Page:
re: Apple Says Samsung Tried To Corrupt Jury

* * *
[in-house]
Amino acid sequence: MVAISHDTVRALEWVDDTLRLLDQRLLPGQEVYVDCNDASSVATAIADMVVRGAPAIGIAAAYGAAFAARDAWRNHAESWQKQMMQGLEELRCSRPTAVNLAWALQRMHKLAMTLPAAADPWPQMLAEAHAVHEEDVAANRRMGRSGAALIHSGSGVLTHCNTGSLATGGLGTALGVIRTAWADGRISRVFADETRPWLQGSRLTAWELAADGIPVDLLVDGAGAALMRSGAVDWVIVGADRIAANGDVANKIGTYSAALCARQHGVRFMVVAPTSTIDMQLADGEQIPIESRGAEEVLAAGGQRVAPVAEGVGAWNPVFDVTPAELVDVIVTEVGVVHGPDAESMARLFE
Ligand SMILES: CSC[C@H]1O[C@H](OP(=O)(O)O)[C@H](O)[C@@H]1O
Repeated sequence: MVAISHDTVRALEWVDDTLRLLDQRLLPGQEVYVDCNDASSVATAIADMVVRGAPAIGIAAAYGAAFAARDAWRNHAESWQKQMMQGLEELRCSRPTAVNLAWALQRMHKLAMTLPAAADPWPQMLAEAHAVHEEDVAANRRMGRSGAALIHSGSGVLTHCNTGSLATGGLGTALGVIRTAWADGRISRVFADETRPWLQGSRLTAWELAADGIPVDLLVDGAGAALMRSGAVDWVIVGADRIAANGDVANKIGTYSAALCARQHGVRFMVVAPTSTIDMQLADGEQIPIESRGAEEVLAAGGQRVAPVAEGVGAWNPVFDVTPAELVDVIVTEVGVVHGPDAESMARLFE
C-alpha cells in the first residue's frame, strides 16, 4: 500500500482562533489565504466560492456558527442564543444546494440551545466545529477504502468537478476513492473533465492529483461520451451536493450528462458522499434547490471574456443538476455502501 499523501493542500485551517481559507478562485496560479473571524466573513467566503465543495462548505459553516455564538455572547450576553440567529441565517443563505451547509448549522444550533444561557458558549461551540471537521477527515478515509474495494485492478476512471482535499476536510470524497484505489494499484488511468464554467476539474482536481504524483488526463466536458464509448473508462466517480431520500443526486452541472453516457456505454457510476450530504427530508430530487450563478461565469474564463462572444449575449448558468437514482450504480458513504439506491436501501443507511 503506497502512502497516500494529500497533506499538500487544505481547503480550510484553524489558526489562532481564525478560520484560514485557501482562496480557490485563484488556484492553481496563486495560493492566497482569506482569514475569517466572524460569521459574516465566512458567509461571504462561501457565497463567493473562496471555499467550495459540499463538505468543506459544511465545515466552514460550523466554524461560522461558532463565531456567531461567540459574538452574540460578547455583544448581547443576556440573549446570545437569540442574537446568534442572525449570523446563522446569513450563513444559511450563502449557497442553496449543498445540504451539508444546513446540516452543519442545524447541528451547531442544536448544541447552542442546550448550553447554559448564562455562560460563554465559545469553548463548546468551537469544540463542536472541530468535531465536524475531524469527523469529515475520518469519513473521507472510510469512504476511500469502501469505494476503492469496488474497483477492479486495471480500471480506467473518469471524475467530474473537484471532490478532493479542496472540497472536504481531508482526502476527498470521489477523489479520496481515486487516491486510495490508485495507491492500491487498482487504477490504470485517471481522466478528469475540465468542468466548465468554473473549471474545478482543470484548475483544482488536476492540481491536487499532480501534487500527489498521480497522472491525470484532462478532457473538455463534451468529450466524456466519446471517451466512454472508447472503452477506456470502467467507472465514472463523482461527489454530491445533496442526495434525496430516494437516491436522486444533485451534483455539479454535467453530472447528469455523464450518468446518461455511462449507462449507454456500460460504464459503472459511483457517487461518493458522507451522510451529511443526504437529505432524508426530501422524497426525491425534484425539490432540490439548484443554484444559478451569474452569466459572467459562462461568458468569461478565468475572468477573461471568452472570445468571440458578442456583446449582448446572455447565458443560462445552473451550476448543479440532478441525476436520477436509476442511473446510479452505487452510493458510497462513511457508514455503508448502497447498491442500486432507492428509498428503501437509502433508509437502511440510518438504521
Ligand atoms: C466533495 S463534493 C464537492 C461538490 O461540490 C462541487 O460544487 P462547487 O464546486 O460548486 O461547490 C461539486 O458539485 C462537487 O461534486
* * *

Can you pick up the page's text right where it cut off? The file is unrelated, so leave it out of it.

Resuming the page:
Firstly, we do not know the judge's reason for suppression of the slide "evidence" so for other peanut gallery commenters to assert their views regarding its validity is typically narrow thought. Secondly, what the lawyer did is, in fact - especially following specific instruction not to do so - highly questionable conduct. If it were a criminal case, he would clearly face sanctions. As it is part of the separate patent law court system, the response may be quite different and legal punishment may be very limited. But generally his behavior constitutes 'contempt of court.' If, in fact, Samsung's lawyer missed the deadline to submit the evidence as was suggested by one of the previous commenters, then Samsung's lawyer, Quinn, was negligent in his performance by being late and should clearly not be allowed to submit evidence outside of the courtroom presentation and process. That would be simple professional negligence on his part. To circumvent the rules and process, especially after being instructed by the judge not to, is double negligence. As is indicated by the nature of many of your emotional opinions, I am sure none of you have the read the briefs or know the actual basis for the denial of evidence admissibility. However, it may be as simple as the fact that Sony's Walkman designs are 30 years old, and the judge felt that vague reference to 30 year old technology of a different social purpose device, is not germane to AppleG«÷s patent infringement claim by Samsung. SamsungG«÷s attorney, Quinn, is apparently trying to win outside of the court, because he may feel that he has a more susceptible and malleable audience. He could simply be grandstanding. QuinnG«÷s contention seems to be based on the limited information in the article, that G«£the design idea was already resident in several design groups, including Sony'sG«•. It is possible and probable, that Judge Koh simply does not want to retry the applicability and authenticity of AppleG«÷s initial patent award for the iPhone, which is what would ultimately be occurring for her to otherwise accept that evidence. But as patent law is very technical, and the comments here are predominantly emotional and largely untechnical, we can only wait to find out.